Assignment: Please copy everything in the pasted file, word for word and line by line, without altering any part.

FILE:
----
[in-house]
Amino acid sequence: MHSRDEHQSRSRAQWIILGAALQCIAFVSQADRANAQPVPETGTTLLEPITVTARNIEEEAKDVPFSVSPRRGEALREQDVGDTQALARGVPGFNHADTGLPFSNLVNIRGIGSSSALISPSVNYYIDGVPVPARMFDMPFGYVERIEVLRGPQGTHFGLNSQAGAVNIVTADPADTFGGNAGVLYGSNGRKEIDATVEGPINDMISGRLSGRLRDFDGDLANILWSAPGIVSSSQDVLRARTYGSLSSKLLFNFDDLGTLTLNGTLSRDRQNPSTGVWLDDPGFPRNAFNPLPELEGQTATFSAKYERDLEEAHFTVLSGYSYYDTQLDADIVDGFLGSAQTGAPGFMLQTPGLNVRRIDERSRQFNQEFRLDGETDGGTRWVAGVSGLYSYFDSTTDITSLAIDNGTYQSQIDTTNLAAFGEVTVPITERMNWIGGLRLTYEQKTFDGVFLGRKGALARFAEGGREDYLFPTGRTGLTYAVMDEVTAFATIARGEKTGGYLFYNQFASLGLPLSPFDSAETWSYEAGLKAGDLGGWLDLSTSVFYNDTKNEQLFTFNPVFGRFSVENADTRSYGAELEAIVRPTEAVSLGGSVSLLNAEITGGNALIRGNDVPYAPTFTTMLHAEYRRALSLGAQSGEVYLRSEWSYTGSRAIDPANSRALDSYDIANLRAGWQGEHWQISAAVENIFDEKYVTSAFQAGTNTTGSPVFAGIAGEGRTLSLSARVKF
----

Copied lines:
[in-house]
Amino acid sequence: MHSRDEHQSRSRAQWIILGAALQCIAFVSQADRANAQPVPETGTTLLEPITVTARNIEEEAKDVPFSVSPRRGEALREQDVGDTQALARGVPGFNHADTGLPFSNLVNIRGIGSSSALISPSVNYYIDGVPVPARMFDMPFGYVERIEVLRGPQGTHFGLNSQAGAVNIVTADPADTFGGNAGVLYGSNGRKEIDATVEGPINDMISGRLSGRLRDFDGDLANILWSAPGIVSSSQDVLRARTYGSLSSKLLFNFDDLGTLTLNGTLSRDRQNPSTGVWLDDPGFPRNAFNPLPELEGQTATFSAKYERDLEEAHFTVLSGYSYYDTQLDADIVDGFLGSAQTGAPGFMLQTPGLNVRRIDERSRQFNQEFRLDGETDGGTRWVAGVSGLYSYFDSTTDITSLAIDNGTYQSQIDTTNLAAFGEVTVPITERMNWIGGLRLTYEQKTFDGVFLGRKGALARFAEGGREDYLFPTGRTGLTYAVMDEVTAFATIARGEKTGGYLFYNQFASLGLPLSPFDSAETWSYEAGLKAGDLGGWLDLSTSVFYNDTKNEQLFTFNPVFGRFSVENADTRSYGAELEAIVRPTEAVSLGGSVSLLNAEITGGNALIRGNDVPYAPTFTTMLHAEYRRALSLGAQSGEVYLRSEWSYTGSRAIDPANSRALDSYDIANLRAGWQGEHWQISAAVENIFDEKYVTSAFQAGTNTTGSPVFAGIAGEGRTLSLSARVKF